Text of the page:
OTTAWA - A former Liberal cabinet minister and Montreal mayor says Alberta is "jealous" of Quebec’s position in the federation.

"I think that if we cut that rhetoric and we’re more factual, we will witness that maybe Alberta is jealous of some of the powers that Quebec has and would like to have that kind of autonomy," said Denis Coderre in an interview on CTV’s Question Period, airing Sunday.

The former immigration minister said it’s time to acknowledge that politicians like Alberta Premier Jason Kenney are pushing "their own political agenda."

Kenney has been vocal about his province’s economic demands and their desire for more independence, like pulling out of the federal pension plan – an idea he floated last week. He’s also threatened to hold a referendum over the federal government’s equalization formula, which dishes out the most funds to Quebec.

In a written statement to, a spokesperson from the premier's office said "Aside from Mr. Coderre’s choice of words, we’ve been clear that Alberta should be able to exercise the same provincial rights as Quebec, if it should so choose."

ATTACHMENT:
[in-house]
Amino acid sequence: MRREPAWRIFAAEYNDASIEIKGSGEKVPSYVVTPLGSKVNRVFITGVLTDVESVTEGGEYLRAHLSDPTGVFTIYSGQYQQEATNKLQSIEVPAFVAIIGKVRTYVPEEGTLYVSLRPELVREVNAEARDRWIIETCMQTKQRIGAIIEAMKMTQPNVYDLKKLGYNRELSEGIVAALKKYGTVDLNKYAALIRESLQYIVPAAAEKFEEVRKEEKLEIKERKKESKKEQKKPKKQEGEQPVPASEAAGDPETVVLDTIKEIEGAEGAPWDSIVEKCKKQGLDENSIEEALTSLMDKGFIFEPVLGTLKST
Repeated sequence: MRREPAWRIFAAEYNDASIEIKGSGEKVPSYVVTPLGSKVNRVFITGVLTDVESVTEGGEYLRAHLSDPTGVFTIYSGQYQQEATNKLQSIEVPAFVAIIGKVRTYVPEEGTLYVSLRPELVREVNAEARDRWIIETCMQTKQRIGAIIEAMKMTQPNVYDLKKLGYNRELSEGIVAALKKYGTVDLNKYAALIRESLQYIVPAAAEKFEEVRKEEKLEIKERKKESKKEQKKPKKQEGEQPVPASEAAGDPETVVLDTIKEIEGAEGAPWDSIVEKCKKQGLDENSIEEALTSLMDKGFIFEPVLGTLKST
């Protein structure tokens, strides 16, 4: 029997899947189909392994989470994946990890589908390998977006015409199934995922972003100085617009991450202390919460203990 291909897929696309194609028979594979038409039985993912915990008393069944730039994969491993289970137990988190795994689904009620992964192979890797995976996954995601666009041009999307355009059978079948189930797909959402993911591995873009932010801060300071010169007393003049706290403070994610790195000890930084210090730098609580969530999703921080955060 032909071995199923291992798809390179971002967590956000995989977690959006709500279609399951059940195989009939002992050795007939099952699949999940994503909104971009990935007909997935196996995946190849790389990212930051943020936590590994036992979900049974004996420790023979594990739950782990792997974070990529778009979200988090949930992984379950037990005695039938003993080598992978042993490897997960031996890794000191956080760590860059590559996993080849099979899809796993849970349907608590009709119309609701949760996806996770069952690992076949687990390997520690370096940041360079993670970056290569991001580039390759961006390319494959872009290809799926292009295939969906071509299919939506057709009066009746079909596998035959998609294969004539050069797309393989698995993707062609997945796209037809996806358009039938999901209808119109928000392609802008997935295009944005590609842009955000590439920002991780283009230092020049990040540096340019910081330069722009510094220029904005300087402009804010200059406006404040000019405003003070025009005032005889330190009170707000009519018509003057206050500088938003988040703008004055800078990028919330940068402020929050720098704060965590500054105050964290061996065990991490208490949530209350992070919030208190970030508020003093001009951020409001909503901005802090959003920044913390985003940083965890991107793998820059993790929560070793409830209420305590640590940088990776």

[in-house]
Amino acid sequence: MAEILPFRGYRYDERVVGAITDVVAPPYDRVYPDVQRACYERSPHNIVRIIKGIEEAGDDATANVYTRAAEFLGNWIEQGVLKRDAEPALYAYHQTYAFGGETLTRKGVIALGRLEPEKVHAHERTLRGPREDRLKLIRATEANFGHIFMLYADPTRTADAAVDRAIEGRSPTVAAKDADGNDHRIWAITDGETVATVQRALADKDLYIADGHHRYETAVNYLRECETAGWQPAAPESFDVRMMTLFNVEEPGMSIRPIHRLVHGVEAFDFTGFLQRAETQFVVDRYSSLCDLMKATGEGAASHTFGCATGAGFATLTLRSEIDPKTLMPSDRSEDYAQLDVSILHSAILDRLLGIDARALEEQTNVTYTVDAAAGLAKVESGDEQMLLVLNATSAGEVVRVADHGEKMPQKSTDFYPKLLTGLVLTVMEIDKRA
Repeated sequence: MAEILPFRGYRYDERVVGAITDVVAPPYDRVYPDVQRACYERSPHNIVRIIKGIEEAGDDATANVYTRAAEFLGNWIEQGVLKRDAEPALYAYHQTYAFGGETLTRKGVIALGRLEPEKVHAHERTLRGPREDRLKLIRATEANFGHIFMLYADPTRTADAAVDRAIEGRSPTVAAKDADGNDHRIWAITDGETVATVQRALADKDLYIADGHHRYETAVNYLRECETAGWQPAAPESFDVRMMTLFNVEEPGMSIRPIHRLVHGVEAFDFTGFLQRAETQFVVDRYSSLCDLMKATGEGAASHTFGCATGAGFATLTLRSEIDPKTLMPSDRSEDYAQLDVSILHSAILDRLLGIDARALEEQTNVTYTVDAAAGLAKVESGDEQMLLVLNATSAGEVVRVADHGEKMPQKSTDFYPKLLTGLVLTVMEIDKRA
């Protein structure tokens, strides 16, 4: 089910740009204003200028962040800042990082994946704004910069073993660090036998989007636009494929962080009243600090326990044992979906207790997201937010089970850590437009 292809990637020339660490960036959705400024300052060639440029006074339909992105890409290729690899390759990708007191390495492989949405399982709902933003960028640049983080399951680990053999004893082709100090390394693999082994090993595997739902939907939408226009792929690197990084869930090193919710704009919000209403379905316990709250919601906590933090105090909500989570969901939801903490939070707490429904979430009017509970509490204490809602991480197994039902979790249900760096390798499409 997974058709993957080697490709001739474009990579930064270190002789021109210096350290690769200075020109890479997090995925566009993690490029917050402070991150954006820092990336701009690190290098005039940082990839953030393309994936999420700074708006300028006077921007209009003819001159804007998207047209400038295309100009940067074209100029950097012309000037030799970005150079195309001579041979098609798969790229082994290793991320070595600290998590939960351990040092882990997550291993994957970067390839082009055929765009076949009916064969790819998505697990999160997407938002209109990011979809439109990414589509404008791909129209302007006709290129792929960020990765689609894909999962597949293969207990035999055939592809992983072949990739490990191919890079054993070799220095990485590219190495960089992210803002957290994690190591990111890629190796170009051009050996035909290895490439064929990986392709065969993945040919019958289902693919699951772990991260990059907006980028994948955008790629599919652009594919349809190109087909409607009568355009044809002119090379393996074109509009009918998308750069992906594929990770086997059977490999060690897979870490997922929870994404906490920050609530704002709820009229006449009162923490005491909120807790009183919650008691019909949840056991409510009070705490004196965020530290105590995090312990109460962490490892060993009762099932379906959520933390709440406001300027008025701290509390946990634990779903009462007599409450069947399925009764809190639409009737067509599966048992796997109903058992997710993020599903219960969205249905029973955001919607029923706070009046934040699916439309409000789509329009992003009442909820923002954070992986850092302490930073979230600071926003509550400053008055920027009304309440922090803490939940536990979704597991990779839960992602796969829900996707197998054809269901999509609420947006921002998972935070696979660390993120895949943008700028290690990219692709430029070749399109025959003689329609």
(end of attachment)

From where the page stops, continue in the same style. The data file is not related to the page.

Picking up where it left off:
Earlier this week, Bloc Quebecois Leader Yves-Francois Blanchet spoke out against Kenney stating the west shouldn’t expect to see support from Quebec so long as they continue to promote the oil and gas sector.

The Alberta premier later responded, “You cannot have your cake and eat it too, pick a lane.” The remark was in reference to Quebec’s acceptance of federal equalization payments that are in part generated by “oilfield workers.”

The burgeoning dispute is at the top of Prime Minister Justin Trudeau’s long list of priorities as he approaches the swearing in of his new cabinet next week and a throne speech which will mark the opening of a new Parliament on Dec. 5.

Minister of Fisheries and Oceans Jonathan Wilkinson, who also spoke on CTV’s Question Period, said the government is listening to the concerns of both Alberta and Saskatchewan.

"We want to ensure that we are thoughtful about the economic transitions for those provinces and how we’re going to do that," said Wilkinson.

That doesn’t involve knee-jerk reactions, he added.

"An immediate response is probably not the right thing for any prime minister or any government to do. Part of what we’ll be doing when the new cabinet is sworn in next week is having the conversations about how do we respond."

He said that response does not include a one-year moratorium on the carbon tax, as endorsed by Saskatchewan Premier Scott Moe. Nor does it involve any immediate changes to Bill C-69, dubbed the “no more pipelines bill,” which overhauls the regulatory review process for major energy projects.

Wilkinson said the Liberals have options when it comes to a western presence at the cabinet table beyond formal representation, promoting his own experience working in Saskatchewan as a possible solution.

"I feel very close to that province and certainly I am personally very committed to ensuring those voices are heard around the table," he said.